A big reason for this, of course, is the state legislature’s refusal to pass laws to expand access to Medicaid to those earning 138% of the federal poverty line, an option extended by the Affordable Care Act. Texas is among 12 states who have not opted for the program despite the fact that 70% of Texans support the measure.
On safety, Wallethub analyzed 55 indicators ranging from terrorist attacks and climate disasters to traffic fatalities and crime rates to evaluate each state in the US. The result? Texas lands at a near-last place No. 48. California’s rank? 21.
It probably does not help that the state’s massive coastline is a magnet for tropical storms and hurricanes, making it by far the biggest recipient for FEMA’s Public Assistance grants, but Texas also rated low in the study’s weighted scores for financial, personal and residential safety.
One bright spot on the safety rankings: Texas is fifth-best in the country for having a low incidence rate for bullying. Take that!
And rocking the suburbs
The rankings suggest Texas is doing one other thing right: building attractive suburban cities. But someone should tell Niche.com that there’s one small problem with its No. 1 rated city in America: It’s not a city at all.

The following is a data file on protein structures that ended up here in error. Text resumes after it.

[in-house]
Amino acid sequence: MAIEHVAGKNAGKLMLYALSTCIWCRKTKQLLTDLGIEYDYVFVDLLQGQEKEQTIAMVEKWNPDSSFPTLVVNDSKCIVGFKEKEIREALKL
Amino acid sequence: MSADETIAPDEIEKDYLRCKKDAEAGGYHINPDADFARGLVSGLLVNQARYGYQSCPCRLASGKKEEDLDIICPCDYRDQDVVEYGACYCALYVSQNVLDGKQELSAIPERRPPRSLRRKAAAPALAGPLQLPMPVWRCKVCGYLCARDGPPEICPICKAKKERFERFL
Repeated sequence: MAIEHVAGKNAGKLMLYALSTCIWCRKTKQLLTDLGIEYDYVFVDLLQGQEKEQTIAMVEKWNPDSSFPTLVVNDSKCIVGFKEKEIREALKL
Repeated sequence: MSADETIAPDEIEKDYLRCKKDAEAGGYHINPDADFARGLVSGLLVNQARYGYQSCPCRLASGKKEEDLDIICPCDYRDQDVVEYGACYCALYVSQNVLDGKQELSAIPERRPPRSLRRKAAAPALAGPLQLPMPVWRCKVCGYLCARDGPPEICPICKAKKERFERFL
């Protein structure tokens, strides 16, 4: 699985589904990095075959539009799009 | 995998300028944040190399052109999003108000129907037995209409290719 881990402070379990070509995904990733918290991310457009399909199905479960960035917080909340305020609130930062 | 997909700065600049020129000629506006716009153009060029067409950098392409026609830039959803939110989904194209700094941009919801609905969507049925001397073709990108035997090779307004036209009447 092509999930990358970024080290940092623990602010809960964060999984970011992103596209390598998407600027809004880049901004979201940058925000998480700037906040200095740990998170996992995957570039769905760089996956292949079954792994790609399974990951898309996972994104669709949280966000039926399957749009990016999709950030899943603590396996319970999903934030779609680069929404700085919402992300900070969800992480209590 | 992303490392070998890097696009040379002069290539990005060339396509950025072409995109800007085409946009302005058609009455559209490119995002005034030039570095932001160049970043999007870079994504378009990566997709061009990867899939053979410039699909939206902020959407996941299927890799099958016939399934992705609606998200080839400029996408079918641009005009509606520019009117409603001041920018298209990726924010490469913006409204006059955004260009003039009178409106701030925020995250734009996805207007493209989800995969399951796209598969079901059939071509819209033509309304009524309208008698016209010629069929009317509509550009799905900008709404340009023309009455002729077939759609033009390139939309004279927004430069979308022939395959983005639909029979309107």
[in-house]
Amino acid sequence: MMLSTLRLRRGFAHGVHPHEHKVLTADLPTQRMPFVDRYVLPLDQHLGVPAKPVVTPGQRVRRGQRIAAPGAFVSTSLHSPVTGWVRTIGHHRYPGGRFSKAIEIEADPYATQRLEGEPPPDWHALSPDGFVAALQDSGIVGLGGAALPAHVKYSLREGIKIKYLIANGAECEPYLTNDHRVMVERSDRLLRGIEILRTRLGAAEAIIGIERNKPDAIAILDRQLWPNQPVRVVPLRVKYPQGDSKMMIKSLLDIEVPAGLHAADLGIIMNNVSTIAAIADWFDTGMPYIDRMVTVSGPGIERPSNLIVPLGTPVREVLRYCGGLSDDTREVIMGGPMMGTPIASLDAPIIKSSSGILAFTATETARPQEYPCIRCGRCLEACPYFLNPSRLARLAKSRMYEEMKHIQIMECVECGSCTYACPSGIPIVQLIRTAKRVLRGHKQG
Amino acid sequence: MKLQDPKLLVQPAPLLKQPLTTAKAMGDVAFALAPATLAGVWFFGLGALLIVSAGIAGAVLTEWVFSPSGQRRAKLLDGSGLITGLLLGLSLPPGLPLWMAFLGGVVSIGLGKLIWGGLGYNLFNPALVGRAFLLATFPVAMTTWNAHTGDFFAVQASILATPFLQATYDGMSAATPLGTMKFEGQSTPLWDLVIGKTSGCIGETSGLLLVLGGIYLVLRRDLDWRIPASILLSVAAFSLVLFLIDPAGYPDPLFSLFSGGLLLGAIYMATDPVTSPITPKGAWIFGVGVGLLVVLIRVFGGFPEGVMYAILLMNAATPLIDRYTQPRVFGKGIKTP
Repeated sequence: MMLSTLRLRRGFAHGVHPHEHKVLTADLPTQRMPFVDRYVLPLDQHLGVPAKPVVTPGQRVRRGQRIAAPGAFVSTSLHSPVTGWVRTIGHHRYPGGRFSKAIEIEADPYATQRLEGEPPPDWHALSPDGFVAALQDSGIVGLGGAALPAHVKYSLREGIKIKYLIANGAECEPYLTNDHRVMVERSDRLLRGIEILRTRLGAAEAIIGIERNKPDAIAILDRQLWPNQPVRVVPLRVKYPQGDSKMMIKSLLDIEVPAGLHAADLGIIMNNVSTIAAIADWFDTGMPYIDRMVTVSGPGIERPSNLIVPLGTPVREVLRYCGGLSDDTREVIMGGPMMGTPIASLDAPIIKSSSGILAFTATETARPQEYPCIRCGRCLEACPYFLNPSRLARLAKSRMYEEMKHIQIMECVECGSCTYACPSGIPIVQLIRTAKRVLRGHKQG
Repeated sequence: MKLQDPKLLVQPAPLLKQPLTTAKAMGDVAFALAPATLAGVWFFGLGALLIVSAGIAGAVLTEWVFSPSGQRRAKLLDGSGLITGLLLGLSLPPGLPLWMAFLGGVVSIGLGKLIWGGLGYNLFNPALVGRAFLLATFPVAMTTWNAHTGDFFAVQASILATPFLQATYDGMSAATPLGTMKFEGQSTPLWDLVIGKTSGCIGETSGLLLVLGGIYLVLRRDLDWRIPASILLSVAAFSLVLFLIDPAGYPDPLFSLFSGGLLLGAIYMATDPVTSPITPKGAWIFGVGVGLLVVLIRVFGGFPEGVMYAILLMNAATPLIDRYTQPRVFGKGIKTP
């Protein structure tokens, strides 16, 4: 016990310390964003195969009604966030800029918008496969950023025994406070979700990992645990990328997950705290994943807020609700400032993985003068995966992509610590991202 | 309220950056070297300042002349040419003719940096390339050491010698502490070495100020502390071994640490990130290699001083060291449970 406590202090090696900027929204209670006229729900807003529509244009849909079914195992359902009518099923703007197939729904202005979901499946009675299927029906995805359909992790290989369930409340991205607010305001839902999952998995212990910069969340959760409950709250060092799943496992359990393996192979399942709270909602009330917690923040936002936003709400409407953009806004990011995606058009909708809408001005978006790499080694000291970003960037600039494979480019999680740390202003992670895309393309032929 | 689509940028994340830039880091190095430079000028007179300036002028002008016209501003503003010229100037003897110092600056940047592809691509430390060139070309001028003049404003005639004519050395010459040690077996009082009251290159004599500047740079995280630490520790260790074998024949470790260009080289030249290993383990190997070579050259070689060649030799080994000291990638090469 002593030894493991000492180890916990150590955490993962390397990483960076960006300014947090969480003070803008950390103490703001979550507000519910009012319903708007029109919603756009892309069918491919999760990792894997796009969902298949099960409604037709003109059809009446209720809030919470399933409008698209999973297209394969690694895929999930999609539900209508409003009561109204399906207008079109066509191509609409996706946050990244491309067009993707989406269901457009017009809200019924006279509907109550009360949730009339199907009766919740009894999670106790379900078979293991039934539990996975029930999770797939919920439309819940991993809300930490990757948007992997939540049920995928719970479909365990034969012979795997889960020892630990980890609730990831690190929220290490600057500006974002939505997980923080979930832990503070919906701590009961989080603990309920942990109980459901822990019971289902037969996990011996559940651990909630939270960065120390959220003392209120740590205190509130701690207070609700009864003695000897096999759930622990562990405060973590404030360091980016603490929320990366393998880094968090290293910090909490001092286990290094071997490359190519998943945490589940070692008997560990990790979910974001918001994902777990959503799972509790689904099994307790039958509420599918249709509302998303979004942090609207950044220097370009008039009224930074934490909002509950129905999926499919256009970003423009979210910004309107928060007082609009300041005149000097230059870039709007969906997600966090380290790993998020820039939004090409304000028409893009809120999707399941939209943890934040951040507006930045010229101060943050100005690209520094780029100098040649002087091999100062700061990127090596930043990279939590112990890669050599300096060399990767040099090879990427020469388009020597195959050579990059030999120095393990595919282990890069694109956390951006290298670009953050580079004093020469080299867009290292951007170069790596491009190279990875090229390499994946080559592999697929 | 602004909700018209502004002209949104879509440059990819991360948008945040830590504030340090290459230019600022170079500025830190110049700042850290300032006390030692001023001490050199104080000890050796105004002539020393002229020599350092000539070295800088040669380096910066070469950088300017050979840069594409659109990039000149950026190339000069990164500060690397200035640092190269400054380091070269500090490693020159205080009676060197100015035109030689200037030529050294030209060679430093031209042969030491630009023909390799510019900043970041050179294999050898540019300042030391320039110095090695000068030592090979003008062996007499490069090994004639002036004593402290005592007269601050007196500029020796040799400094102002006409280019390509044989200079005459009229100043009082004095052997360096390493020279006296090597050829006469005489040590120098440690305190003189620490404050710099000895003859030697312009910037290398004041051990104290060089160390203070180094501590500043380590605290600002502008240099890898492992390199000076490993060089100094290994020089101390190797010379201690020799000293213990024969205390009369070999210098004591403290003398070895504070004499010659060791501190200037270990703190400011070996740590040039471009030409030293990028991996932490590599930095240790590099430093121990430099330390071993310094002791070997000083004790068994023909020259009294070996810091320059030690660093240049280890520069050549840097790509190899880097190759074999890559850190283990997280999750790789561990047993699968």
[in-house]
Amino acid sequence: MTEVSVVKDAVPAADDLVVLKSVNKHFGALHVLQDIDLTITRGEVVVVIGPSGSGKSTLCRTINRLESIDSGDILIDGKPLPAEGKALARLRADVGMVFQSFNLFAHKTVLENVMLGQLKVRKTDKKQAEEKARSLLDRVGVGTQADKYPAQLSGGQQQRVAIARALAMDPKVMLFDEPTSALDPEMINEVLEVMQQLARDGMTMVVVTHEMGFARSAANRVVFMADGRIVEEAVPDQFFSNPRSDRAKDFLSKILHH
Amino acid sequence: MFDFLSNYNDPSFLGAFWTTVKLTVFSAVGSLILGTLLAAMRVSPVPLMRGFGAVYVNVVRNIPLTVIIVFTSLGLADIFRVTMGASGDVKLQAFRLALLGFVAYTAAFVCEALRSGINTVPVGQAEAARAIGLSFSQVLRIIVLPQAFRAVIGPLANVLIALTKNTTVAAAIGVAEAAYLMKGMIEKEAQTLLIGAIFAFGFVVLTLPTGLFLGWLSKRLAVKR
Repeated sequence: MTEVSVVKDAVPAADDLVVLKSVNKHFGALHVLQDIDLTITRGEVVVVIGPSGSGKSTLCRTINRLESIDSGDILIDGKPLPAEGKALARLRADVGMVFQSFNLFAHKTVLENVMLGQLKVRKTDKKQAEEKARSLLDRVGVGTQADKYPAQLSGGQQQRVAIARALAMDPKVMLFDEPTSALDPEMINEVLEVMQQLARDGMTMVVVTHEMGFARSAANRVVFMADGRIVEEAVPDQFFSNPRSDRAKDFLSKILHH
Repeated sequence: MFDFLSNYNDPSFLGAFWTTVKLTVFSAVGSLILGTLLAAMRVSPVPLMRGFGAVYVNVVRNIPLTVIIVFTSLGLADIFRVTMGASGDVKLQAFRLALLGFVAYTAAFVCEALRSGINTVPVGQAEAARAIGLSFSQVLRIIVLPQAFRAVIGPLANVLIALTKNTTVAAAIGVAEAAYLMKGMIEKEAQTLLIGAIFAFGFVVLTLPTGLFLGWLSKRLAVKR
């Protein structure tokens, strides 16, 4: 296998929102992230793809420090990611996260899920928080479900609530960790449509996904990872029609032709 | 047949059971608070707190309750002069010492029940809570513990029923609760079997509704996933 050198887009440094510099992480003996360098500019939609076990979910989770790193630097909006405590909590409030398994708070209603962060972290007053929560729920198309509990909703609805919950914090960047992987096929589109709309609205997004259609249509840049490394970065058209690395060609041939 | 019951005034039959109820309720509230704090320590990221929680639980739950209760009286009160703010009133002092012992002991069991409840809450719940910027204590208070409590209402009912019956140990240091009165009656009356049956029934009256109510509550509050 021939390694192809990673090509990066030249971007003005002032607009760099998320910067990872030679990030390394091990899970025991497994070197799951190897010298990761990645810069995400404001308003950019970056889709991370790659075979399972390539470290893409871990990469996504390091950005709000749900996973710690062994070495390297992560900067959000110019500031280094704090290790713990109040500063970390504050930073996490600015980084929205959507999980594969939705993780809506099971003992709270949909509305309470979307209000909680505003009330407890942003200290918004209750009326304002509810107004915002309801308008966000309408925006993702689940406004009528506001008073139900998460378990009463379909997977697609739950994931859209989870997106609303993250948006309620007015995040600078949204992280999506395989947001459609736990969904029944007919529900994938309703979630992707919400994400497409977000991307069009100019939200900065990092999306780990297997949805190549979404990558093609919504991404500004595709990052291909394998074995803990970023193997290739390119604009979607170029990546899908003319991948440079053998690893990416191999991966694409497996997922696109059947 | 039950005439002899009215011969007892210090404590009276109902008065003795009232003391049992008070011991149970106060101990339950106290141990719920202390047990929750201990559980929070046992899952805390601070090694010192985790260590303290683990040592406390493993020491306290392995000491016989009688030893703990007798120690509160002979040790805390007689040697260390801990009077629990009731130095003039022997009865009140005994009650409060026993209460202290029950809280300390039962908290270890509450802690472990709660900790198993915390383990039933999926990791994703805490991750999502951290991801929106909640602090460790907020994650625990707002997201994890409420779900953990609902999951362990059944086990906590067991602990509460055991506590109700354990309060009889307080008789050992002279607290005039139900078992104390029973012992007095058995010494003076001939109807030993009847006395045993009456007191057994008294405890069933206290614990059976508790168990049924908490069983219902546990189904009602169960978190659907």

Don’t get me wrong; The Woodlands is a beautiful, green, safe and successful community. But calling it a city might be kind of an insult to real cities. It is, more accurately, a “township.”
That’s right, The Woodlands was recently rated as the best city in the country, but apparently the number-crunchers at the real estate website did not look too closely to see whether their winner was a legally defined city. (The Woodlands had a chance to join the club of real cities this November, but voters shot that down—for now.)
Also making the rankings were incorporated cities Plano (No. 7) and Richardson (12). For those keeping score, Texas had three (two, if we take out The Woodlands) in the Top 25 Niche rankings; California had four, with Berkeley leading the pack at No. 9.
In a separate ranking, Livability.com rated the best places to live among small to mid-sized cities. Three Texas suburb cities made its Top 100 list: the listicle-favorite Plano (No. 17) McKinney (60) and Richardson (66). California beat out Texas again, with four: Woodland (55), Oxnard (68) and Riverside (82).
In any case, it certainly looks like we found a category the Dallas metro succeeds in.
Where does that leave us?
One takeaway: Arguably, few would move here if we didn't have great cities. Fortunately, Texas has a wealth of great places.
At the same time, no one should put much stock in some of these ratings, most of which have been designed to game the social media alogrithms and drive search engine traffic. Lawnstarter, for example, is essentially an Uber for lawn mowing services, yet it cranks out these city rankings every few weeks. Even relatively rigorous rankings can have faulty metrics. The value of these rankings is in the conversations they start and the questions they raise. Where could we improve? If Texas wants to live up to its own hype, it has plenty of shortcomings to work on.
But does it matter that we're not the best in many categories? Perhaps Farhad Manjoo put it best for his op-ed in The New York Times:
Texas, now, feels a bit like California did when I first moved here in the late 1980s — a thriving, dynamic place where it doesn’t take a lot to establish a good life. For many people, that’s more than enough.